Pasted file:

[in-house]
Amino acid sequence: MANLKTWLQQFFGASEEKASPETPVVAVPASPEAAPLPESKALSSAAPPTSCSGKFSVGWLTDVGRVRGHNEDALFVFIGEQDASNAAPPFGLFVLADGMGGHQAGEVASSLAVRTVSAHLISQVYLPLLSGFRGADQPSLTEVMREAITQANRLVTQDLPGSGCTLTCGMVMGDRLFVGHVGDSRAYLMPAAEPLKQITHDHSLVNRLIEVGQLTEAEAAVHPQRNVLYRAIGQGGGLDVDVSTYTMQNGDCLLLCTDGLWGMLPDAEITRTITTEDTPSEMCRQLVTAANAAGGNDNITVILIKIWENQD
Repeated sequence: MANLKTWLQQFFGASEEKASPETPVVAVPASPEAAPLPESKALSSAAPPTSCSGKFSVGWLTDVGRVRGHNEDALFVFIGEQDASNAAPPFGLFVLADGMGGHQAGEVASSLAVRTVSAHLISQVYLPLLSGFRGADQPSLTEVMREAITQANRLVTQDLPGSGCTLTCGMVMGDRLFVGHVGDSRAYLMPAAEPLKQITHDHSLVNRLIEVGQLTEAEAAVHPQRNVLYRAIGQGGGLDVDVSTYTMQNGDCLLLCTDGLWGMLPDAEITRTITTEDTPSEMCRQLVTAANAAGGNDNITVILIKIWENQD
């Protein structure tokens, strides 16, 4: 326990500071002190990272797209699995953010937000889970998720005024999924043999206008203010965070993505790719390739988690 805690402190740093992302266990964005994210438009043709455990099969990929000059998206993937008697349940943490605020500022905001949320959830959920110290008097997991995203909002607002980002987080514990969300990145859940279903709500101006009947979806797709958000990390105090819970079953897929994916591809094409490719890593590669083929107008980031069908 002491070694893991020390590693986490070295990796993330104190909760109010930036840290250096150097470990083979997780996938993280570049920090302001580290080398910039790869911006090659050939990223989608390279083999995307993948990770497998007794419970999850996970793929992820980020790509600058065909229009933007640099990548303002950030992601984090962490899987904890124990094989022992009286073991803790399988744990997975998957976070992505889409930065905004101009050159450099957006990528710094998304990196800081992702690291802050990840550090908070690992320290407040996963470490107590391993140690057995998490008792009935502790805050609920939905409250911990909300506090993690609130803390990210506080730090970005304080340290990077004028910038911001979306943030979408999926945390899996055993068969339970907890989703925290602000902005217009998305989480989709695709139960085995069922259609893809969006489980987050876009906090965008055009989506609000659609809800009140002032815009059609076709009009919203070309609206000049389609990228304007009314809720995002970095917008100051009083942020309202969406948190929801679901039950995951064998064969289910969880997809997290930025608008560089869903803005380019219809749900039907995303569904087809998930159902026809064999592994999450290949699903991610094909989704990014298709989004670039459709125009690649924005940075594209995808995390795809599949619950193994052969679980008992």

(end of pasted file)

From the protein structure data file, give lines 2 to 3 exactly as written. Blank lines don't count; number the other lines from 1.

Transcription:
Amino acid sequence: MANLKTWLQQFFGASEEKASPETPVVAVPASPEAAPLPESKALSSAAPPTSCSGKFSVGWLTDVGRVRGHNEDALFVFIGEQDASNAAPPFGLFVLADGMGGHQAGEVASSLAVRTVSAHLISQVYLPLLSGFRGADQPSLTEVMREAITQANRLVTQDLPGSGCTLTCGMVMGDRLFVGHVGDSRAYLMPAAEPLKQITHDHSLVNRLIEVGQLTEAEAAVHPQRNVLYRAIGQGGGLDVDVSTYTMQNGDCLLLCTDGLWGMLPDAEITRTITTEDTPSEMCRQLVTAANAAGGNDNITVILIKIWENQD
Repeated sequence: MANLKTWLQQFFGASEEKASPETPVVAVPASPEAAPLPESKALSSAAPPTSCSGKFSVGWLTDVGRVRGHNEDALFVFIGEQDASNAAPPFGLFVLADGMGGHQAGEVASSLAVRTVSAHLISQVYLPLLSGFRGADQPSLTEVMREAITQANRLVTQDLPGSGCTLTCGMVMGDRLFVGHVGDSRAYLMPAAEPLKQITHDHSLVNRLIEVGQLTEAEAAVHPQRNVLYRAIGQGGGLDVDVSTYTMQNGDCLLLCTDGLWGMLPDAEITRTITTEDTPSEMCRQLVTAANAAGGNDNITVILIKIWENQD